• Seven out of every 10 families with minor children include a pet -- more than 64 million households in total.
  • Research shows that pet abuse is a predictor of domestic violence. Paying attention to pet abuse can save human lives.
  • Studies show that up to 71% of battered women report their pet was threatened, harmed, or killed by their partners.
  • A national survey found that 85% of women's shelters indicated that women seeking safety described incidents of pet abuse in their families.
  • Batterers threaten, abuse, or kill animals to demonstrate and confirm power and control over the family, to isolate the victim and children, and to prevent the victim from leaving or coerce her/him to return.
  • Domestic violence shelters and animal protection organizations have begun partnering to develop "safe havens" for pets of domestic violence victims because many victims delay leaving out of fear for their pets' safety. All too often, batterers punish victims for leaving by killing their pet. Yet, with the help of over 100 safe haven programs currently operating today in the U.S., many victims no longer have to choose between their safety and their pets.
Like many professionals working to protect victims of domestic violence, Jeanne Yeager, Executive Director of Mid-Shore Council on Family Violence in Maryland, supports adding pets to protection orders. "Such measures will provide much needed protection to clients with pets. Pet protection orders will offer victims of abuse an alternative to staying in abusive relationships for fear of what will happen to their pets if they leave. I agree that more needs to be done. As a matter of fact, most shelters do not allow family pets to be brought with the person seeking shelter which can cause those in need of protection, to not leave an abusive situation. Not wanting to leave the family pet behind can make a person stay in a situation they should not stay in. Unfortunately, as incredible and cruel as most cases sound, the Human Society has more than 200 such cases on their list that could easily be considered among the 100 most extreme," said Bartlett, deputy manager of animal cruelty issues for the Humane Society of the United States and is among those who came up with the idea for an annual list of the 100 worst cases of animal cruelty.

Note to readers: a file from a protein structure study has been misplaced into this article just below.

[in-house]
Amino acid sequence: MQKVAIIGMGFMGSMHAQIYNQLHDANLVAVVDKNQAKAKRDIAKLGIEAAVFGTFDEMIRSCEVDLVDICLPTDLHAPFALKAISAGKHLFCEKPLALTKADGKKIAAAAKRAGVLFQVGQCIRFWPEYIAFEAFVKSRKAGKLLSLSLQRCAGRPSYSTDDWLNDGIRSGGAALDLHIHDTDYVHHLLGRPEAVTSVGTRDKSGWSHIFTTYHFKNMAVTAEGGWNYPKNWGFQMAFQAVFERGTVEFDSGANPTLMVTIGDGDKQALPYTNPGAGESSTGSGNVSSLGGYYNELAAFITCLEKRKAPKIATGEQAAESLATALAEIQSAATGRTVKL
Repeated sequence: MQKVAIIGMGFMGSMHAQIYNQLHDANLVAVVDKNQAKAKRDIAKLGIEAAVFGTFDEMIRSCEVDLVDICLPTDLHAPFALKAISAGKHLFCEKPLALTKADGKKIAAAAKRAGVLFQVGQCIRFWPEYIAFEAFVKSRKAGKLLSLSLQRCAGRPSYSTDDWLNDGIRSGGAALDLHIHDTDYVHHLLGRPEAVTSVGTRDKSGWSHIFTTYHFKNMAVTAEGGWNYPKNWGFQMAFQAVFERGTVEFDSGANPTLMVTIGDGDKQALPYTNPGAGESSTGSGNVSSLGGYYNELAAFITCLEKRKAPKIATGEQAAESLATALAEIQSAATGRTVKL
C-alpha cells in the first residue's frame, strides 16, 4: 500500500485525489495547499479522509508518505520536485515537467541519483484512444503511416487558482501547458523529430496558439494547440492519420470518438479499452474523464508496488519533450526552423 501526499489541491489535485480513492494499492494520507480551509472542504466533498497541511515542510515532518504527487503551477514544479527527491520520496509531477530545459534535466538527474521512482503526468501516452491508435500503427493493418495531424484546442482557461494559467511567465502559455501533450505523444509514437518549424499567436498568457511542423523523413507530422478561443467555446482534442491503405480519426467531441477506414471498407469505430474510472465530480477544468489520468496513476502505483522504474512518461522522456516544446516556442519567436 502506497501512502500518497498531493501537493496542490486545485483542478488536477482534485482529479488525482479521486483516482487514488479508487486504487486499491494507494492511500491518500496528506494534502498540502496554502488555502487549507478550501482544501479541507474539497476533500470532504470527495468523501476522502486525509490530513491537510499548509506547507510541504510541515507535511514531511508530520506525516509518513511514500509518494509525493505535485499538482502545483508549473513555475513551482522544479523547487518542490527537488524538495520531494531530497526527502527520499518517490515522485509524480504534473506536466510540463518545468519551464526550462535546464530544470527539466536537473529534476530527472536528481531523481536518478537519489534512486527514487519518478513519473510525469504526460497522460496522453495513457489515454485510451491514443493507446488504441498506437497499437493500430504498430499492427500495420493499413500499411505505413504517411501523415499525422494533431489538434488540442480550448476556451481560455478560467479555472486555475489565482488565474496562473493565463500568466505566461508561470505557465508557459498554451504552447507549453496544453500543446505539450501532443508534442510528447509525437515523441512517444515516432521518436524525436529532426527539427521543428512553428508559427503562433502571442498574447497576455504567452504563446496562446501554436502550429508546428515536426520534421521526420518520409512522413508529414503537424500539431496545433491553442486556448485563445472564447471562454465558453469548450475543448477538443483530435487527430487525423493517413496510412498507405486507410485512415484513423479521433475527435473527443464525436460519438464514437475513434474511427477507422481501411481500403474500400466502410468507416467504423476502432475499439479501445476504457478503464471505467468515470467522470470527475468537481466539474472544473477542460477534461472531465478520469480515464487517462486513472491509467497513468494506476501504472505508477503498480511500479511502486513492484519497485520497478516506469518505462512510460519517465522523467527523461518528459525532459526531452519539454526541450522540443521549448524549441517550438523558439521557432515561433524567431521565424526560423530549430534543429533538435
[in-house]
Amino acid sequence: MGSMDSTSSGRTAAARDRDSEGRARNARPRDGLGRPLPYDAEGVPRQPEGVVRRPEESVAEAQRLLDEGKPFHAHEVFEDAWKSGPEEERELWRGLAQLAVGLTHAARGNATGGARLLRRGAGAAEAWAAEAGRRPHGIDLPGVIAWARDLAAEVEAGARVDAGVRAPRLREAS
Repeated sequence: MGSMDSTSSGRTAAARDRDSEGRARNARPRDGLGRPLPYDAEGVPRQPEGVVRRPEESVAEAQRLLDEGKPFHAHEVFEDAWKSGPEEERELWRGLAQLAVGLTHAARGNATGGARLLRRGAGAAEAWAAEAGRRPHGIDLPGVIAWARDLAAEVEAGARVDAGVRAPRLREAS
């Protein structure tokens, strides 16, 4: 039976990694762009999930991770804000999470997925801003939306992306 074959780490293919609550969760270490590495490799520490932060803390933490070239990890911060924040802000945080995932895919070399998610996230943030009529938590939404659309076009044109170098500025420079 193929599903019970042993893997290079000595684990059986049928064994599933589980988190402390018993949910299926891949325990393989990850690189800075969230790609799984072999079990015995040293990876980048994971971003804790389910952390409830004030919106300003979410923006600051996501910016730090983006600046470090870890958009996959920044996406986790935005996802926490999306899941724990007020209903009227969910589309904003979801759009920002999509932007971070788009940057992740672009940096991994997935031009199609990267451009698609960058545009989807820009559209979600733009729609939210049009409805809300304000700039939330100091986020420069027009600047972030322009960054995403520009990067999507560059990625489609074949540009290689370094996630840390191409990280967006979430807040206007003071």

A lovely doodle from our doodle world
For most of us, deliberate injury to our family pet would not even be considered. For those with questionable mental health, expressing their outrage upon an animal who can't protect him or herself is far too easy. But seeing horrible things happen to animals at the hands of people is nothing new to Nancy Cummings, president of SARAH Inc., a Stratford-based animal rescue organization that cares for injured and handicapped dogs.
"I don't think there's any way to explain how people can do these kinds of things to any living, breathing being," Cummings said. "But it seems to be the nature of the human beast. If a person is going to choke a rabbit or shoot a puppy, they need to be locked up and given serious attention and rehabilitation. I agree it's just a first step when people hurt animals because how do you know who will be next children, old people, spouses. If they can do such horrendous things to little furry creatures who can't defend themselves, it's obvious they just like to prey on the weak."
We need tougher laws and the only way that can happen is for people to lobby for them. Writing letters to your congressman is a start. Laws need to be changed nationwide. It's not just this or that person's problem. It's everyones' problem. We need everyone to get involved to make changes in our legal system. Every person can make a difference, even if they don't believe so. Mass murderers Ted Bundy, Jeffrey Dahmer, Albert DeSalvo (the "Boston Strangler") and other serial killers committed heinous acts of animal cruelty before brutally maiming and killing their human victims. We need more people to get involved at protecting the innocent.

Breeder/author: Dee Gerrish 2007